Stores may get to list web sites on signs in windows

By Paige Gance

The Lexington Planning Commission has unanimously recommended that city council amend its sign ordinance to “bring Lexington into the 21st century,” but one group objects to the changes.

Proposed changes would allow downtown shop owners to include phone numbers and web addresses on their store signs and window fronts.  A number of merchants are in favor of the change.

According to the current sign ordinance: “Signs allowed in these districts shall be identification signs only. They may incorporate a firm’s name and logo and a description of the business or service but shall not include advertising slogans, telephone numbers, web sites, or e-mail addresses.”

Planning Commission member Camille Miller said director Bill Blatter is drafting the formal language of the amendment. “Merchants ought to be able to put that information out in this day and age,” Miller said.

In the meantime, the planning commission will discuss the changes with the Architectural Review Board, which oversees design standards.

Fred Kirchner, chairman of the ARB, said the board opposes the revisions.

“This is a historic district,” he said, “not another strip mall.”  He described the ARB as having a more conservative and preservationist mindset than the Planning Commission. The historic district encompasses roughly 12 blocks in the center of the city.

The issue arose when Dick Emrey and Gregg Amonette of the Emrey and Amonette insurance agency put up a window-front sign that included their company’s website address. The Planning Commission considered the changes in the ordinance at its meeting last week.

Gregg Amonette, a 1975 graduate of Washington and Lee University, said he received a letter from the ARB that said someone had complained about the sign and asked him to submit a formal sign proposal.

The ARB, which is charged with enforcing the city’s design guidelines, initially postponed making a decision, but eventually denied the sign application based on size restrictions.

Kirchner said the ARB also wanted to use this instance to bolster its argument against changing the ordinance to allow web addresses.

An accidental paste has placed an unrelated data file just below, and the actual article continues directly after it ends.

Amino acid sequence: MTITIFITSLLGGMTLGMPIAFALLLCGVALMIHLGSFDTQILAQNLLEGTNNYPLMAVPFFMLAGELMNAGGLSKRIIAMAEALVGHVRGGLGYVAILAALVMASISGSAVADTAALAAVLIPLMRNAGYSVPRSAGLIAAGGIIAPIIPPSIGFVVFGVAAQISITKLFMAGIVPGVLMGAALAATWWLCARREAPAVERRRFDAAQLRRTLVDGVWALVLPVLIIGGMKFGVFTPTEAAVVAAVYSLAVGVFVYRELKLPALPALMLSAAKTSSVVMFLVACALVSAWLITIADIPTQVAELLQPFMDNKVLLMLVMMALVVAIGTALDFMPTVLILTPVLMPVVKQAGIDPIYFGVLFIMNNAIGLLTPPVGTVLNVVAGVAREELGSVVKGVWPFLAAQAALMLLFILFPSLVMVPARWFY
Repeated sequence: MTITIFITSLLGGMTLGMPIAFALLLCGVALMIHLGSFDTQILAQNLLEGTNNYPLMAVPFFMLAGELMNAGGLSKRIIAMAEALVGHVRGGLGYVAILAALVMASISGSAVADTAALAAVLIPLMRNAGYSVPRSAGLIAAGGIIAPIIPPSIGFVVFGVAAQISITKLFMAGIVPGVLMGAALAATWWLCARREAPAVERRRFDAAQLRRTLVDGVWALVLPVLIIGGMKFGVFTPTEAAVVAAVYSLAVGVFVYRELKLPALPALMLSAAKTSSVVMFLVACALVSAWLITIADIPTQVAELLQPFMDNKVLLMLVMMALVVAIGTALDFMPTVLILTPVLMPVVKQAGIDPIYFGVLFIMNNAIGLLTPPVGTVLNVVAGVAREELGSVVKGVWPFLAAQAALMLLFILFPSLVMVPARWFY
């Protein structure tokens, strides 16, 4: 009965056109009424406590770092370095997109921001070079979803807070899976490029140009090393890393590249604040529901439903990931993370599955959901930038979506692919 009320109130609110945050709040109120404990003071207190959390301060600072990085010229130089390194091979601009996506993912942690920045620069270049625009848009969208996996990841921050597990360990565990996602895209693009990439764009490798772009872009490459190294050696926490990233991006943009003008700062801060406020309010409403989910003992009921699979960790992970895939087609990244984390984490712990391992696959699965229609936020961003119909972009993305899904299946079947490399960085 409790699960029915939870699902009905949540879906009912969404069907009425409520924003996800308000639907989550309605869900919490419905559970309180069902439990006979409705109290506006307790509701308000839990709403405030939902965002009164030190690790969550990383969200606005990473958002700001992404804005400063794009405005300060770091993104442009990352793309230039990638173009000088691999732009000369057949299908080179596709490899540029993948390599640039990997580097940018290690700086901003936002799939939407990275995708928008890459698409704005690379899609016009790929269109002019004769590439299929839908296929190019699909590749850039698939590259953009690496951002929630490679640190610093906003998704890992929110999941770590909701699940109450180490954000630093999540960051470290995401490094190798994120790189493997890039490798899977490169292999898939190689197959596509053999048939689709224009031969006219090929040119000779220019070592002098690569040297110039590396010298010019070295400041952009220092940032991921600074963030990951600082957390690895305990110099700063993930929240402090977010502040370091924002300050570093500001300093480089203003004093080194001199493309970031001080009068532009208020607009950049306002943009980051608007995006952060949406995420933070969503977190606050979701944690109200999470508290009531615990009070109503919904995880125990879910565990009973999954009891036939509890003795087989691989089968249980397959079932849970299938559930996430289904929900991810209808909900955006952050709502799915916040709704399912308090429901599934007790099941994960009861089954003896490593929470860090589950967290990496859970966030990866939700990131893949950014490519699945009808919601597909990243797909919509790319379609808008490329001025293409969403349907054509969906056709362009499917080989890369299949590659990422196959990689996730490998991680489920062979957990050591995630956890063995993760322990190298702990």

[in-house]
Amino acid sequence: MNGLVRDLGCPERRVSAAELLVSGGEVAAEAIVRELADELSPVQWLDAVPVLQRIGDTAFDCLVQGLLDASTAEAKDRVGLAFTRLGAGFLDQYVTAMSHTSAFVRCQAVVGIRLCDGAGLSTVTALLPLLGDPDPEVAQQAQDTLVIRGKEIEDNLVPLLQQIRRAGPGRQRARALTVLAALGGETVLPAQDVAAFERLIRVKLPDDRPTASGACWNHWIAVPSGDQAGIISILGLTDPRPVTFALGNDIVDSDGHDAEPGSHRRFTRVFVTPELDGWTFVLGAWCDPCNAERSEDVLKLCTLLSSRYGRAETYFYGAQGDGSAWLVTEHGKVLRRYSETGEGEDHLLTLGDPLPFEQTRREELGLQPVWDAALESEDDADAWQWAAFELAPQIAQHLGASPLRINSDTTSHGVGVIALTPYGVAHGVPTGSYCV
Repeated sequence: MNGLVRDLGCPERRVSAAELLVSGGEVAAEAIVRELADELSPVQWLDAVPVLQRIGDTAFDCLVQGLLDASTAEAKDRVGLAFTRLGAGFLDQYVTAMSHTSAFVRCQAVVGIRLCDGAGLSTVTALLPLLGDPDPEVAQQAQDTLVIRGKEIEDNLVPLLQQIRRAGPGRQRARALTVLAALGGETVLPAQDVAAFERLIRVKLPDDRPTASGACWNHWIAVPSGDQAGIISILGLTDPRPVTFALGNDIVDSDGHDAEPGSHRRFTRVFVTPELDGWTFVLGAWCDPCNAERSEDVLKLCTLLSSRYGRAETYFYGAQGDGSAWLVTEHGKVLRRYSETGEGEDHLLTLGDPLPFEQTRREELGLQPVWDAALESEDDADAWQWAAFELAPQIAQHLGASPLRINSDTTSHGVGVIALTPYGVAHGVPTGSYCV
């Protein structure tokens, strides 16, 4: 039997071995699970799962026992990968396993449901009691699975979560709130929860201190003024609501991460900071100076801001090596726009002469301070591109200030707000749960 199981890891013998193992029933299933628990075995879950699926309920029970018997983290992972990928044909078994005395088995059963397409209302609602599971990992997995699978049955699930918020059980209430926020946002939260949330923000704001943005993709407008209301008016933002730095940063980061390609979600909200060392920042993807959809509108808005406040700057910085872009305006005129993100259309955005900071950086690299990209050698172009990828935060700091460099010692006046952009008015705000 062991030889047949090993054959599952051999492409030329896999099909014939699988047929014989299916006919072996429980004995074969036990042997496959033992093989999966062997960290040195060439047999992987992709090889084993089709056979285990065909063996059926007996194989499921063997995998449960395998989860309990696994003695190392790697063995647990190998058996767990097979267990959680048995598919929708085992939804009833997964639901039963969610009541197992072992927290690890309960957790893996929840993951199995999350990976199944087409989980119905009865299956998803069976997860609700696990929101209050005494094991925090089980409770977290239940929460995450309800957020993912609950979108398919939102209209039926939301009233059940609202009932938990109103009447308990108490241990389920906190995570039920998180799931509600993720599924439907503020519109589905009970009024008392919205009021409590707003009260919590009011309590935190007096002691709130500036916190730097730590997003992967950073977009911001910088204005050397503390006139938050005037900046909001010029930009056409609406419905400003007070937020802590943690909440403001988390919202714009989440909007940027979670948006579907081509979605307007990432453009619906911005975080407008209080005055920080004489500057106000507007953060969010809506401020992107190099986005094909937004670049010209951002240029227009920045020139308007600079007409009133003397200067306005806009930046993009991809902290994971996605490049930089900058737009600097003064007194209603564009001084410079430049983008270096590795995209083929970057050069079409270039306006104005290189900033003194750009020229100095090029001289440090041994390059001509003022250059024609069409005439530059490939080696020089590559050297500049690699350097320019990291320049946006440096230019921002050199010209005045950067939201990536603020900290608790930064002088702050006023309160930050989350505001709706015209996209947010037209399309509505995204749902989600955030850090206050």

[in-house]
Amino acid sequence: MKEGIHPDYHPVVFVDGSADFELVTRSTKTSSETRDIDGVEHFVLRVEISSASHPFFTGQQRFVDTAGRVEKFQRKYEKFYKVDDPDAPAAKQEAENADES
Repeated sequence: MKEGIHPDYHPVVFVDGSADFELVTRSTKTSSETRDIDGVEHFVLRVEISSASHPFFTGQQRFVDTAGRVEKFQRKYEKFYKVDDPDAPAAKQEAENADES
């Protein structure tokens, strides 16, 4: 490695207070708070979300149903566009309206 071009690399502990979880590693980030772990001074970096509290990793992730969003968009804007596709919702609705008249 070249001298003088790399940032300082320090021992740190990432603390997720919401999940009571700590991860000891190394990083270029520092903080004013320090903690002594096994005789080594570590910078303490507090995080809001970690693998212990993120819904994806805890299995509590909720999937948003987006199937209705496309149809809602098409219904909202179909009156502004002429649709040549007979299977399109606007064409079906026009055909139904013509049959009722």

“It’s a slippery slope,” he said.  The ARB has no official voice in city council, but Kirchner said if the council does not ask what the ARB thinks, then “we’ll tell them.”

Amonette said he and his business partner receive traffic through their web site and that “overregulation kills a healthy business environment.”  The sign, in old-fashioned lettering, also fits with the aesthetic and historic feel of Lexington, he said.

“If our sign does not qualify in that respect, nothing does.”

Many downtown Lexington shop owners are in favor of the proposed changes. At the Lexington Community Festival in early September, 59 people signed Emrey and Amonette’s petition to allow web addresses and phone numbers on signs.

Tracey Lackey, owner of Intimate U, said Lexington should uphold its standards but modernize at the same time.  She said adding this information to her sign would increase interest in her shop.

Mary Jo Morman, co-owner of Celtic Tides, said she favors allowing phone numbers and web addresses “as long as it’s done tastefully.”  She would also update her sign if the ordinance changed.

Her husband, John Morman, co-owner of the store, said that when phones became popular in the early 20th century, businesses would display phone numbers on their signs, lending historical precedent to the change.  Special Collections in W&L’s Leyburn Library contains several pictures of stores advertising their phone numbers, at the time only two or three digits.

Several stores in the historic district already list web addresses or phone numbers in small type on their signs or window fronts.

The final version of the change needs to go back to the Planning Commission for approval. Then, it would go to Lexington City Council for its consideration.